Celtics 119, Warriors 111

Celtics keep up frantic pace

They abandon defense, score at will on Warriors

Glen Davis, who scored 9 points off the bench, can't keep the Warriors' Andris Biedrins at arm's length in the first half. Glen Davis, who scored 9 points off the bench, can't keep the Warriors' Andris Biedrins at arm's length in the first half. (Matthew J. Lee/Globe Staff)
By Frank Dell'Apa
Globe Staff / November 27, 2008
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Before the Celtics met the Warriors last night, statisticians made certain reference books were in place and the Elias Sports Bureau's telephone number was handy.

They did not have to wait long to start researching and making calls, the Warriors' up-tempo style and lack of defense contributing to a fast start.

First, the Celtics' superlatives. They set season highs for first-quarter scoring (35 points) and for a game in a 119-111 victory.

They also had several lows: surrendering the most points in a half (67) since the Warriors scored 69 in a 119-117 win Feb. 20; allowing the most points in an opening half since Charlotte scored 68 March 14, 2005; allowing the most points in a quarter (39) since Jan. 20, 2007 at Washington.

The Warriors accelerated the pace to a greater extent than the Celtics (14-2, six successive wins) are used to. The Celtics set a season high for first-quarter points (32) in a 118-103 win at Toronto Sunday, but that was slow-motion compared with last night's opening quarter.

And it wasn't until after halftime that the Celtics gained control, Rajon Rondo scoring half their points in a 32-16 third quarter.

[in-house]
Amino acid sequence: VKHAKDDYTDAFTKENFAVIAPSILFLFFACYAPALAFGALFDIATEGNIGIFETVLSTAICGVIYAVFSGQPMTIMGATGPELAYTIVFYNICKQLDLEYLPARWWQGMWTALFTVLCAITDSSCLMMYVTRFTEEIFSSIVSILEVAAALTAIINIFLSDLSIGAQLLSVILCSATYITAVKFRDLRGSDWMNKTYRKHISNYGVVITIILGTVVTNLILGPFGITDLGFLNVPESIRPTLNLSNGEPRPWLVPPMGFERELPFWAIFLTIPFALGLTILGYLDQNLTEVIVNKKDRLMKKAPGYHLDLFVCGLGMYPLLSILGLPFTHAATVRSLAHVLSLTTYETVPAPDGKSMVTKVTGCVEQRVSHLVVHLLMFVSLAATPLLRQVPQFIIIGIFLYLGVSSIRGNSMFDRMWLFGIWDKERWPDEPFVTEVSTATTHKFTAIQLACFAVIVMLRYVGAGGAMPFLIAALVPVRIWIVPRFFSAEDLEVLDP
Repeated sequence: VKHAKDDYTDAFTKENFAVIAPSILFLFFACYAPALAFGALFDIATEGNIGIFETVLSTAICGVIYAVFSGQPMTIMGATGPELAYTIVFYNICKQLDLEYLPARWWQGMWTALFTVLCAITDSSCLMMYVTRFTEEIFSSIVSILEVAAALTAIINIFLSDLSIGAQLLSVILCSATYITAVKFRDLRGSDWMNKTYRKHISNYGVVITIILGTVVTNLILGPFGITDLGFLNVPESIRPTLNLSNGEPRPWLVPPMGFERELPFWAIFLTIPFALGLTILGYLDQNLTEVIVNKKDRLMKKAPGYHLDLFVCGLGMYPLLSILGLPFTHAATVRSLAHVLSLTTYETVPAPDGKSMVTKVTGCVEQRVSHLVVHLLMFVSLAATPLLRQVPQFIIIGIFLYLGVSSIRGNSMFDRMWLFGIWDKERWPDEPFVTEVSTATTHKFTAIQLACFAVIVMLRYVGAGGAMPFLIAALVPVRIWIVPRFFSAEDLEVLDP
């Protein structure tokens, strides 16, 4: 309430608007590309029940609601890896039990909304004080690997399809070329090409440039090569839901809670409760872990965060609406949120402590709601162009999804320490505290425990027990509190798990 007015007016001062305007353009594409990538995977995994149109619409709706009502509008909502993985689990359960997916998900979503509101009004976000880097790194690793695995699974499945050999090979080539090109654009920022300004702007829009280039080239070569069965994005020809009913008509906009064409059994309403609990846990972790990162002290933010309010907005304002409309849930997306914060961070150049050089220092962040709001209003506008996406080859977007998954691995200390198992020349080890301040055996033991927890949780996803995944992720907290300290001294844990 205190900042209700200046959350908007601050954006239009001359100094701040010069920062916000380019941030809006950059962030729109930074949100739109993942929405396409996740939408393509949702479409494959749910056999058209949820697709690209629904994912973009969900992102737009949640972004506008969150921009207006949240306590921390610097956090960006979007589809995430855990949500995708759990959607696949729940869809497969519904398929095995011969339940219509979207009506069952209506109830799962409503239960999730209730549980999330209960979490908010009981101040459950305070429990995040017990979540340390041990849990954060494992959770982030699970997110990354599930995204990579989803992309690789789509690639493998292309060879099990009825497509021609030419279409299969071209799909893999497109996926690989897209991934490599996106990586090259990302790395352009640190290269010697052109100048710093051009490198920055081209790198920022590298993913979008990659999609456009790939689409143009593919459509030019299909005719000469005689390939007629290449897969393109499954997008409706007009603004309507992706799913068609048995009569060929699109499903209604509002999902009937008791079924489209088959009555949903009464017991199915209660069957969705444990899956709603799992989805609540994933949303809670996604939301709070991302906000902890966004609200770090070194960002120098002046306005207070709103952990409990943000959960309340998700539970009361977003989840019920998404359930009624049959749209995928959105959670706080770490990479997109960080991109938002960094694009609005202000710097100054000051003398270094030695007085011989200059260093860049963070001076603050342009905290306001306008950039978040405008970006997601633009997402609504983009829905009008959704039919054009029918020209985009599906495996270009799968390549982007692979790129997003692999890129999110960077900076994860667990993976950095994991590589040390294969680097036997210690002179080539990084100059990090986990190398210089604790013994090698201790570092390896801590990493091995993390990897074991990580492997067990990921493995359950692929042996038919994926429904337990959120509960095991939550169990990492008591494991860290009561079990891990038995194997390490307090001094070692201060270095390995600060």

"We had six deflections in the first half, we had 17 in the second half," Celtics coach Doc Rivers said.

"Same team - it's amazing. I thought it started with Rondo picking it up, picking up ball pressure, just attacking, using his speed."

The Celtics faltered after the starters began departing late in the first quarter. Rondo left after giving the Celtics a 34-24 lead with 1:53 to go - the Celtics then went almost eight minutes without a field goal. The Warriors took a 67-54 halftime lead - topping the season high for a Celtic opponent for points in a half (55) and a quarter (34) set by Milwaukee Nov. 15.

"I thought we started out the game great, the first six or eight minutes," Rivers said. "Then, I thought we got infatuated with scoring, and it became a scoring contest. I thought our bench came in and had that feeling. Our bench has been phenomenal all year; [last] night, I thought they came in with the thought they were going to try to score.

"And that's when Golden State got going."

Corey Maggette (32 points) and Stephen Jackson (30) led the way for the Warriors, becoming the first opposing players to score 30-plus points against the Celtics this season.

Rondo sparked the Celtics' to a 65-44 second-half advantage.

But the Celtics did not take control until late in the third quarter. Paul Pierce's flip in the lane capped a 28-14 Celtic run as they regained the lead, 82-81, with 1:40 left. Rondo's foul shot stretched the advantage to 86-83 with 0.4 seconds left.

The Warriors, though, continued to launch from long distance, taking a 91-90 lead in the final quarter after a Maggette 3-pointer with 10:47 left.

The Celtics' bench provided only four field goals, the first on a Glen Davis 3-point play with 8:51 remaining. That was followed by Jackson and Jamal Crawford (18 points) 3-pointers in the next 54 seconds, providing Golden State with a 101-97 advantage with 7:57 to play. In the next 1:04, Ray Allen (25 points) hit a 3-pointer and Tony Allen followed a Kevin Garnett airball with a 3-point play and a 103-102 lead the Celtics would not relinquish.

"When you get that team going, it's tough to shut them off," Rivers said. "They are free as a bird, they're shooting jumpers all over the place, they're driving, they spread the floor. Once that happened, I knew it would be a dogfight the rest of the game - because when you get scorers feeling good about themselves, there's no defense that's going to turn them off.

"So, we had to rely offensively. But it's a good lesson for us - you can't, that offensive stuff. I thought our bench was just sitting there watching the starters score. But what they missed was the starters were getting stops first to score. It was a good lesson."

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